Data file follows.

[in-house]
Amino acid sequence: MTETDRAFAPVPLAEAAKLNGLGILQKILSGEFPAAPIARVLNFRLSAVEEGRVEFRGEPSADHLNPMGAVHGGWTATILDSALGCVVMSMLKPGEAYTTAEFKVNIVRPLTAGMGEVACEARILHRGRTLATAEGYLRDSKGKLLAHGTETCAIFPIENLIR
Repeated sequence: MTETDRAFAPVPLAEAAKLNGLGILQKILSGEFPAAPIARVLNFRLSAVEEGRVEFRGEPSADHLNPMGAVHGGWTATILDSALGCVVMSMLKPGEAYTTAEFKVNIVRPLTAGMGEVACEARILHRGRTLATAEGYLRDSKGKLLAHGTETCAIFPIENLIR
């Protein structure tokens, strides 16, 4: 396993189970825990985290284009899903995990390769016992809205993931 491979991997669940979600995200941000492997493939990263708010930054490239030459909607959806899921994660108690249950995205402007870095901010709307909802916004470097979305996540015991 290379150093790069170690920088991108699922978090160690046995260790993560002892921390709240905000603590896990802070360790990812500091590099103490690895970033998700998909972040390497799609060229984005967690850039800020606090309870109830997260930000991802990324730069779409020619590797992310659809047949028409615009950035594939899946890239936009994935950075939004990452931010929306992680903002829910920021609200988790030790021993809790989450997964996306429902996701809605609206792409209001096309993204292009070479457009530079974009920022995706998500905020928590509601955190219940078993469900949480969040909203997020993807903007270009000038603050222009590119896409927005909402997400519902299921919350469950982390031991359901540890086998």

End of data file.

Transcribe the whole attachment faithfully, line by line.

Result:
[in-house]
Amino acid sequence: MTETDRAFAPVPLAEAAKLNGLGILQKILSGEFPAAPIARVLNFRLSAVEEGRVEFRGEPSADHLNPMGAVHGGWTATILDSALGCVVMSMLKPGEAYTTAEFKVNIVRPLTAGMGEVACEARILHRGRTLATAEGYLRDSKGKLLAHGTETCAIFPIENLIR
Repeated sequence: MTETDRAFAPVPLAEAAKLNGLGILQKILSGEFPAAPIARVLNFRLSAVEEGRVEFRGEPSADHLNPMGAVHGGWTATILDSALGCVVMSMLKPGEAYTTAEFKVNIVRPLTAGMGEVACEARILHRGRTLATAEGYLRDSKGKLLAHGTETCAIFPIENLIR
């Protein structure tokens, strides 16, 4: 396993189970825990985290284009899903995990390769016992809205993931 491979991997669940979600995200941000492997493939990263708010930054490239030459909607959806899921994660108690249950995205402007870095901010709307909802916004470097979305996540015991 290379150093790069170690920088991108699922978090160690046995260790993560002892921390709240905000603590896990802070360790990812500091590099103490690895970033998700998909972040390497799609060229984005967690850039800020606090309870109830997260930000991802990324730069779409020619590797992310659809047949028409615009950035594939899946890239936009994935950075939004990452931010929306992680903002829910920021609200988790030790021993809790989450997964996306429902996701809605609206792409209001096309993204292009070479457009530079974009920022995706998500905020928590509601955190219940078993469900949480969040909203997020993807903007270009000038603050222009590119896409927005909402997400519902299921919350469950982390031991359901540890086998």